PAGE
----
Andrew Dessler had an article in Rolling Stone suggesting that [t]he first step to saving the planet is ignoring the economists. Stoat has already written about it and, as you might imagine, doesn’t seem to like it. Even if suggesting that we ignore economists is a bit hyperbolic, I think Andrew makes some good points. Or, maybe, points I happen to agree with.
Andrew’s specific focus is economists who assess climate policy on the basis of cost-benefit analyses. The problem with this in the climate context is that we have the potential to substantially change the climate and to do so on geologically fast timescales. It’s extremely difficult to estimate the impact of such changes, and hence cost-benefit analyses are going to be extremely uncertain. They’re also quite simple calculations that don’t even come close, as far as I’m aware, to self-consistently modelling the evolution of the world’s economy in the presence of climate change. They also require many judgements that are clearly not value free.
Also, some of these analyses produce rather strange results. For example, suggesting that the damage will be relatively modest even for very large amounts of global warming, or suggesting that the optimal pathway would be one that leads to about 3.5oC of warming. This is another issue with some of these analyses. A lot of recent work has suggested that we’re currently heading along a pathway that will probably lead to between 2oC and 3oC of warming. How can a recent CBA suggest that the optimal pathway is one that would probably lead to about 3.5oC of warming, when we’re already probably heading for less than 3oC of warming*? The answer is probably that they haven’t properly assessed their no-policy baseline, but it still illustrates a potential issue with these analyses.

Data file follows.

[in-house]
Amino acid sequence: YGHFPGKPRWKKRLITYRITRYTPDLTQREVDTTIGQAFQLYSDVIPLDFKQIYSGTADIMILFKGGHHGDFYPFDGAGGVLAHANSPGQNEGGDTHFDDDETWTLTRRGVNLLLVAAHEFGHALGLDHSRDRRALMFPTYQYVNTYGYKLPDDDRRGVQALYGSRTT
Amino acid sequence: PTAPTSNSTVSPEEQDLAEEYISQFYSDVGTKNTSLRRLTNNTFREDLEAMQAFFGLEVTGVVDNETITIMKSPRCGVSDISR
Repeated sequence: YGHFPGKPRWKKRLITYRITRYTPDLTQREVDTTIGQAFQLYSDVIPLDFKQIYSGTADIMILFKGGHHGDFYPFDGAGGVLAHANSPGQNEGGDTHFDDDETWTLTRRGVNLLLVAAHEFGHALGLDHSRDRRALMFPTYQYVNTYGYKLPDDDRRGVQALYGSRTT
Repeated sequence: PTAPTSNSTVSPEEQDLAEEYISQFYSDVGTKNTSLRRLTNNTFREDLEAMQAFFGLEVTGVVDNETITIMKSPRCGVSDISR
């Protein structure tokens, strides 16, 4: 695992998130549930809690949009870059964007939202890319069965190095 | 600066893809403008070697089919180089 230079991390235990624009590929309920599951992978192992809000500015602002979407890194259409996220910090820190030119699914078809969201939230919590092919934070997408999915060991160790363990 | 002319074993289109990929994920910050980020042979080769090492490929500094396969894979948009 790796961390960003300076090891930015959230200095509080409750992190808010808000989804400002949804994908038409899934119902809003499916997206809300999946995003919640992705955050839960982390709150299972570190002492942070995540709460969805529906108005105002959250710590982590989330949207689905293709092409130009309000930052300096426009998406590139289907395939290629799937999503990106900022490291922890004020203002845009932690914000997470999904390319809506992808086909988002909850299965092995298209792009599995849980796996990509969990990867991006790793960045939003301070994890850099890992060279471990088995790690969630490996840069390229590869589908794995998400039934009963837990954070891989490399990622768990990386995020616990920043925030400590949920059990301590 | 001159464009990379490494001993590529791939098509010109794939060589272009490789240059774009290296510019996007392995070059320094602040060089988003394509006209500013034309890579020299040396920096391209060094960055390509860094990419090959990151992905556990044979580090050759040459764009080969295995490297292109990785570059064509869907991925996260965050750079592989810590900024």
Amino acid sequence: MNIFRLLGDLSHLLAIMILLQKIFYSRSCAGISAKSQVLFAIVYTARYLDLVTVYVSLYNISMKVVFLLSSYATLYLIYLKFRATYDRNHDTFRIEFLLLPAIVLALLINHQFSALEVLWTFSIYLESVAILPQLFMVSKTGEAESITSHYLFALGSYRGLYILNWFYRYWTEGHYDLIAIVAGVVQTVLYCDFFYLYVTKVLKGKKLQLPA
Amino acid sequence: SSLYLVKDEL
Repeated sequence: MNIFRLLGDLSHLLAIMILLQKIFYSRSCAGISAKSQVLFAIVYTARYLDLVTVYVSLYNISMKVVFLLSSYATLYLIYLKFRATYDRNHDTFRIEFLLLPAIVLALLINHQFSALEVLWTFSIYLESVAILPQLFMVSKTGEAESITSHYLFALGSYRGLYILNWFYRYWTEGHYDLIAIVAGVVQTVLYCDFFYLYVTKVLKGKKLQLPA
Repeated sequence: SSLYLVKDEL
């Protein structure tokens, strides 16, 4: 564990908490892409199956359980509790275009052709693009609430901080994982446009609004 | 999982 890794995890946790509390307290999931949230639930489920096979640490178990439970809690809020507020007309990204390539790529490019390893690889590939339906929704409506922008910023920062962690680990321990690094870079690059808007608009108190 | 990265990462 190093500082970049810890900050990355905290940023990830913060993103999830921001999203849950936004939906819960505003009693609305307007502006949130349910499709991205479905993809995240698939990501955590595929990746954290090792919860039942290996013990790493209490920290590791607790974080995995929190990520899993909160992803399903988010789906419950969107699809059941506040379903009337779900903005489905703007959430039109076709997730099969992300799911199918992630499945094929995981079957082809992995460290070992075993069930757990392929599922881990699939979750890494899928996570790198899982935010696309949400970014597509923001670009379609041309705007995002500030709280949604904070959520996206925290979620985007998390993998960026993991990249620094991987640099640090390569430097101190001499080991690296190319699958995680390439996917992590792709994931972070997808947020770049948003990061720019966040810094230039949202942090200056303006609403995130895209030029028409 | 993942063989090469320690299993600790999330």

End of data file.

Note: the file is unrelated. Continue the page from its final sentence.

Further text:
So, what could we do instead of a cost-benefit analysis? Well, we could determine what it would it take to achieve a normatively determined warming target. Not only does this also have deep economic roots, it’s essentially what the world’s governments have already agreed to try and do. So, it’s not as if this alternative to a simple cost-benefit approach is somehow an outrageously extreme suggestion, or one that would somehow be wildly at odds with the fundamentals of mainstream economics.
Of course, there also isn’t an objectively correct way to assess the ideal target. However, it seems clear that the more we warm, the greater the impact, and that the changes will probably be irreversible on human timescales. Rather than trying to work out some optimal pathway, why not do our best to limit how much we will eventually warm, with some goal of at least trying to meet some warming target, such as < 2oC? We might not meet the target, but just missing it will probably be a lot better than heading along some kind of optimal pathway and then discovering that the impact is far greater than estimated by these rather simple cost-benefit analyses.
* I realise that there are uncertainties that mean that even though our current trajectory is probably taking us towards somewhere between 2oC and 3oC, we can’t really rule out that it might end up being well above 3oC. However, the same uncertainty applies to the cost-benefit optimal pathway.
The first step towards saving the planet is ignoring the economists – Rolling Stone article by Andrew Dessler.
The flower of poor thinking is to lack influence – Stoat’s post.
The impact of climate change, and the cost of climate policies – one of my earlier posts.
Economics and Values – another of my posts.
Moving beyond benefit-cost analysis of climate change – paper by Jonathan Koomey.